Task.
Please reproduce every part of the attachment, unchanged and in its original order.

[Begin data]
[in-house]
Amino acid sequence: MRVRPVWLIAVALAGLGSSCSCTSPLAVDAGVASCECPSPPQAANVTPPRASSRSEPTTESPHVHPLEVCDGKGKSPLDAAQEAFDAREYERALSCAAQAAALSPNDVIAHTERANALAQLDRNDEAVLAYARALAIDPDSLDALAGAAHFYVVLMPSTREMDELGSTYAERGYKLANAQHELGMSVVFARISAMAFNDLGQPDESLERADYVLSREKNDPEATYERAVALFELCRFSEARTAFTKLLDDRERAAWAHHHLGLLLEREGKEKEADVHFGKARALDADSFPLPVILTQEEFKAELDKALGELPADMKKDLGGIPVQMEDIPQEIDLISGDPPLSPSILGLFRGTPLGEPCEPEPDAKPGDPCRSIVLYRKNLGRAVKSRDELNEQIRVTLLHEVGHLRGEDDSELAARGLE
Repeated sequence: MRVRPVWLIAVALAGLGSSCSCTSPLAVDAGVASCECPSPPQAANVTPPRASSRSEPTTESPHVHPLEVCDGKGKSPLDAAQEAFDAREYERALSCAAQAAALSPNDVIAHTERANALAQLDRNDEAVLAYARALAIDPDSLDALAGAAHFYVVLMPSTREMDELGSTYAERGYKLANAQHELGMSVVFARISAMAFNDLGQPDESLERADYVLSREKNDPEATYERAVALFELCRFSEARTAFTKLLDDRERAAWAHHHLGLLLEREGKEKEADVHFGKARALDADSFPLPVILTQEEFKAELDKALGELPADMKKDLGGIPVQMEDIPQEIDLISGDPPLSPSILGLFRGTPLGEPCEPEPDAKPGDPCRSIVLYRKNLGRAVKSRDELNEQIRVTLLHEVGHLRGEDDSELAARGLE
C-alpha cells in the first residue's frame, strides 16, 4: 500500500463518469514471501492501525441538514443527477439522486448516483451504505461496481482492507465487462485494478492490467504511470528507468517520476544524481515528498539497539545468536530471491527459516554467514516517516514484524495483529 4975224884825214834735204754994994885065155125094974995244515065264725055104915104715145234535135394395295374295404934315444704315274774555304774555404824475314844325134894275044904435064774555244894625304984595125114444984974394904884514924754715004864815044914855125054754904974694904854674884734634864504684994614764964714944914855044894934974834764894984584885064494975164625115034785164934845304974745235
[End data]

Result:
[in-house]
Amino acid sequence: MRVRPVWLIAVALAGLGSSCSCTSPLAVDAGVASCECPSPPQAANVTPPRASSRSEPTTESPHVHPLEVCDGKGKSPLDAAQEAFDAREYERALSCAAQAAALSPNDVIAHTERANALAQLDRNDEAVLAYARALAIDPDSLDALAGAAHFYVVLMPSTREMDELGSTYAERGYKLANAQHELGMSVVFARISAMAFNDLGQPDESLERADYVLSREKNDPEATYERAVALFELCRFSEARTAFTKLLDDRERAAWAHHHLGLLLEREGKEKEADVHFGKARALDADSFPLPVILTQEEFKAELDKALGELPADMKKDLGGIPVQMEDIPQEIDLISGDPPLSPSILGLFRGTPLGEPCEPEPDAKPGDPCRSIVLYRKNLGRAVKSRDELNEQIRVTLLHEVGHLRGEDDSELAARGLE
Repeated sequence: MRVRPVWLIAVALAGLGSSCSCTSPLAVDAGVASCECPSPPQAANVTPPRASSRSEPTTESPHVHPLEVCDGKGKSPLDAAQEAFDAREYERALSCAAQAAALSPNDVIAHTERANALAQLDRNDEAVLAYARALAIDPDSLDALAGAAHFYVVLMPSTREMDELGSTYAERGYKLANAQHELGMSVVFARISAMAFNDLGQPDESLERADYVLSREKNDPEATYERAVALFELCRFSEARTAFTKLLDDRERAAWAHHHLGLLLEREGKEKEADVHFGKARALDADSFPLPVILTQEEFKAELDKALGELPADMKKDLGGIPVQMEDIPQEIDLISGDPPLSPSILGLFRGTPLGEPCEPEPDAKPGDPCRSIVLYRKNLGRAVKSRDELNEQIRVTLLHEVGHLRGEDDSELAARGLE
C-alpha cells in the first residue's frame, strides 16, 4: 500500500463518469514471501492501525441538514443527477439522486448516483451504505461496481482492507465487462485494478492490467504511470528507468517520476544524481515528498539497539545468536530471491527459516554467514516517516514484524495483529 4975224884825214834735204754994994885065155125094974995244515065264725055104915104715145234535135394395295374295404934315444704315274774555304774555404824475314844325134894275044904435064774555244894625304984595125114444984974394904884514924754715004864815044914855125054754904974694904854674884734634864504684994614764964714944914855044894934974834764894984584885064494975164625115034785164934845304974745235